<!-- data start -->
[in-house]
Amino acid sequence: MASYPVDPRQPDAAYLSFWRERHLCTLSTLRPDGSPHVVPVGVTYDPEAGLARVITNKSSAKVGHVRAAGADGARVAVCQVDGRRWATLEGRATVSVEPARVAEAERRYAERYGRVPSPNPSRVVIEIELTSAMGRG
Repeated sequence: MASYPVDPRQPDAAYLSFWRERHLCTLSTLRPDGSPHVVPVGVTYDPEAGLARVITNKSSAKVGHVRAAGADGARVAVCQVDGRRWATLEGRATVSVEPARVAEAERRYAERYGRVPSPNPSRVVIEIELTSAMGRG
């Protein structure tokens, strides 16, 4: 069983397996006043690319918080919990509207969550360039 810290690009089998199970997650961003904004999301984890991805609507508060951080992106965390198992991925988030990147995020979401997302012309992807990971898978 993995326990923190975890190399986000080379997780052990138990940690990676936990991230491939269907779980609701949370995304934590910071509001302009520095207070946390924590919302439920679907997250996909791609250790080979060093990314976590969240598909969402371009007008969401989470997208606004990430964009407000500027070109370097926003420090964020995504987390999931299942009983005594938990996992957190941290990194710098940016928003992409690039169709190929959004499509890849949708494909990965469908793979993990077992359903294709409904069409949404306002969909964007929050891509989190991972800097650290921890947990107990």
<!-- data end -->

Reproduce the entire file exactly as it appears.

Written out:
[in-house]
Amino acid sequence: MASYPVDPRQPDAAYLSFWRERHLCTLSTLRPDGSPHVVPVGVTYDPEAGLARVITNKSSAKVGHVRAAGADGARVAVCQVDGRRWATLEGRATVSVEPARVAEAERRYAERYGRVPSPNPSRVVIEIELTSAMGRG
Repeated sequence: MASYPVDPRQPDAAYLSFWRERHLCTLSTLRPDGSPHVVPVGVTYDPEAGLARVITNKSSAKVGHVRAAGADGARVAVCQVDGRRWATLEGRATVSVEPARVAEAERRYAERYGRVPSPNPSRVVIEIELTSAMGRG
């Protein structure tokens, strides 16, 4: 069983397996006043690319918080919990509207969550360039 810290690009089998199970997650961003904004999301984890991805609507508060951080992106965390198992991925988030990147995020979401997302012309992807990971898978 993995326990923190975890190399986000080379997780052990138990940690990676936990991230491939269907779980609701949370995304934590910071509001302009520095207070946390924590919302439920679907997250996909791609250790080979060093990314976590969240598909969402371009007008969401989470997208606004990430964009407000500027070109370097926003420090964020995504987390999931299942009983005594938990996992957190941290990194710098940016928003992409690039169709190929959004499509890849949708494909990965469908793979993990077992359903294709409904069409949404306002969909964007929050891509989190991972800097650290921890947990107990």